As to the Iowa primaries, it seems a little too soon to go rushing to judgement.
Obama's success is impressive, of course it is, and I do appreciate that he is mobilising Independents, unhappy Republicans and the young. His legislative record is moderately impressive, though his votes in the Senate aren't all that much to write home about. I am worried by his faux pas
in having someone from the ex-gay ministry on his platform and the god-bothering worries me even though he has said some moderately pro-gay, or rather anti-anti-gay, things. Michael Moore's criticisms are worth paying attention to, but I said that already.
What worries me more is the way that the rightish and centrist commentariat are falling in love with him and saying that other candidates are toast before this is clearly the case. Here is a hint - it is not his idealism they love or share.
Everyone from Sullivan to Martin Kettle is talking about him as a conciliator, who will bring the US back together. I don't for a second think that the culture wars can be solved that simply or that people who believe in killing queers and Muslims and are waiting to disappear into the sky and back the state of Israel whatever it does because someone they read claims to have read that in the Bible are going to say 'gosh, we have a nice middle of the road African American president so we don't have to be mean and nasty any more'.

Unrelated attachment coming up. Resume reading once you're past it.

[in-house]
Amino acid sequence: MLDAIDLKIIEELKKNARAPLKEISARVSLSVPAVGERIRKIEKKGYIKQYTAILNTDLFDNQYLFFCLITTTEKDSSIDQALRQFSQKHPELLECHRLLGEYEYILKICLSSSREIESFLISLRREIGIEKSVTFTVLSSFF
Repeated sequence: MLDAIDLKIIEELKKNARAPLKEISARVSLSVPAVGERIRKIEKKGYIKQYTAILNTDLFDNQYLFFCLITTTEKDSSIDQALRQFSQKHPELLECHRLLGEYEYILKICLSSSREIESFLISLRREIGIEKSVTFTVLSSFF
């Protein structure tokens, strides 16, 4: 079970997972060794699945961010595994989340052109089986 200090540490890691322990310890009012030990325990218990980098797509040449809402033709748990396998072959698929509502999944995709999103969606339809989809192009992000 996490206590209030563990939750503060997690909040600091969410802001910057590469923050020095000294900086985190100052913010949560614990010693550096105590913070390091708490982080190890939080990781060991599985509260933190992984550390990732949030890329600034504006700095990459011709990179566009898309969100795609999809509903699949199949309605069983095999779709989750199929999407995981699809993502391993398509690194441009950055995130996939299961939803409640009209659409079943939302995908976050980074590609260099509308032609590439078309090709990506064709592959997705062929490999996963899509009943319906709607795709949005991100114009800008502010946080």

What worries me is that, if there is no clear closure on the Bush years, and the truely evil stuff that came out of the Right during the Clinton years, Obama will make nice with everyone, forgive everyone and in four or eight years, after everyone has been lulled, the crazy wing of the Republicans will be back trying to fix elections, declare war on random people and generally making a nuisance of themselves.
Personally, I would like to see Names Taken and Arses Kicked even if it meant you had to put up with Hillary to do it - woman does have a vindictive streak and has bottled up a lot of anger because her triangulators told her to...
If people really really want conciliation, it is not enough to just announce that the war is over and we can all sing 'Kumbaya'. I have a certain history of forgiving people who have done pretty terrible things to me and it is not as easy as that - you have to make a solid accounting to yourself of just what it is you are letting go of. And not forget, even if you decide that the people who did those things have really changed, because you need to watch out for other people doing the same stuff, including yourself.
South Africa made a decent stab at the process with the Truth and Reconciliation Commission. Obama shoud bring in Desmond Tutu and let him loose on the situation. If we can't have Rove and Cheney in the hoosegow, we can at least have them answering some awkward questions.